More than 30 people are in prison or awaiting trial for blogging about corruption and other politically sensitive issues, according to Bloggers and netizens behind bars: restrictions on internet freedom in Vietnam, a new report from the Vietnam Committee on Human Rights and the International Federation for Human Rights (FIDH).
“The Vietnamese Communist Party (VCP) perceives the Internet’s expansion as a potential challenge to its political monopoly,” says the report.
“Apart from a brief period of relative tolerance in 2006 when Vietnam was seeking membership of the World Trade Organization (WTO) and hosting the Asia-Pacific Economic Cooperation (APEC) summit in Hanoi, the government has systematically cracked down on Internet freedom, stepping up controls of the Internet and service providers, intensifying monitoring and censorship, arresting, harassing and intimidating ‘netizens and introducing new legislation to criminalize controversial web content,” it notes.
Eager to exploit the Internet’s commercial potential, the authorities have since realized its subversive impact, the report notes, and the regime now routinely subjects bloggers and other “netizens” to arbitrary detention, harassment, intimidation, assaults and violations of due process rights.
The crackdown on bloggers is “definitely backfiring,” said Penelope Faulkner, vice president of the Vietnam Committee on Human Rights. “This is why Hanoi is worried: They have been promoting Internet access for trade, now they fear they have unleashed something they can’t control.”
In an indication of the regime’s anxiety (and authoritarian learning), the state is following a precedent set by China and, more recently, Iran, by mobilizing hundreds of pro-regime bloggers to counter on-line dissent and promote the party line, the BBC recently reported.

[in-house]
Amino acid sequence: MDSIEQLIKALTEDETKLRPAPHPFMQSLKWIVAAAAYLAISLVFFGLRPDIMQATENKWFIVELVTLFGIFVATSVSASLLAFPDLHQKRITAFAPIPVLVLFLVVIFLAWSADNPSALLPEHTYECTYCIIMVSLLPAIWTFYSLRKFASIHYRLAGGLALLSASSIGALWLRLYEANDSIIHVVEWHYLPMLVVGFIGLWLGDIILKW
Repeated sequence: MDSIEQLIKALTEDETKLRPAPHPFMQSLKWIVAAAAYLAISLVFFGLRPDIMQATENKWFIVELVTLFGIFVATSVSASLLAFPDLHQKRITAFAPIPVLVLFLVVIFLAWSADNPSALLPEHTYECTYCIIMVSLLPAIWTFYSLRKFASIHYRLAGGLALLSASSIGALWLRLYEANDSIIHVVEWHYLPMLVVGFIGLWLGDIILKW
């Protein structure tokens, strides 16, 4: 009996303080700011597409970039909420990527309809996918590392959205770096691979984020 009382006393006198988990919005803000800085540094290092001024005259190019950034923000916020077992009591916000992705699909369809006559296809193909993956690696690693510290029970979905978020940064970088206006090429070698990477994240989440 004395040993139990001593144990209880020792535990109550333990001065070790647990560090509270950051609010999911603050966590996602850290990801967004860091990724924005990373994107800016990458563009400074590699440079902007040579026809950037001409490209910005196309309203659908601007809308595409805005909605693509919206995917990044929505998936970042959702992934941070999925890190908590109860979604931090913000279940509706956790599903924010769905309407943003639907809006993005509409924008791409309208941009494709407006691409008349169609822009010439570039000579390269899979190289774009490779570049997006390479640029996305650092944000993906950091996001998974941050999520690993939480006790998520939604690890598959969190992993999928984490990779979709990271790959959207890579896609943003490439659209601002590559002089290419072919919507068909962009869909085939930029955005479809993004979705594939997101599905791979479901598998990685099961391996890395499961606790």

“On the one hand, they hate social media because it is out of their control,” said Alexander Vuving, an associate professor at the Asia-Pacific Center for Security Studies. “But at the same time, they use it.”
Unable to suppress online social networks, Vietnam has “learned to tolerate, and even exploit them when they serve state interests,” the report notes:
In order to contain social networking and subject it to tighter state control, in May 2010 the government launched its own version of Facebook, a state-run social network called GoOnline, which requires users to register with their real names and ID numbers when opening an account. So far, the site has only a modest following, but the government aims to have 40 million users (almost half the population) by 2015. According to OpenNet Initiative, an academic project which investigates Internet filtering practices, expanded membership of this site would significantly strengthen the state’s monitoring and surveillance capacities.
“It has, without question, expanded the scope of political discourse in Vietnam and significantly ratcheted up pressure on the state, which is increasingly viewed as corrupt and unaccountable,” said Jonathan London, an assistant professor at City University of Hong Kong, while conceding that “its longer term effects on politics remain uncertain.”
Vietnam Committee on Human Rights and the International Federation for Human Rights are supported by the National Endowment for Democracy, the Washington-based democracy assistance group.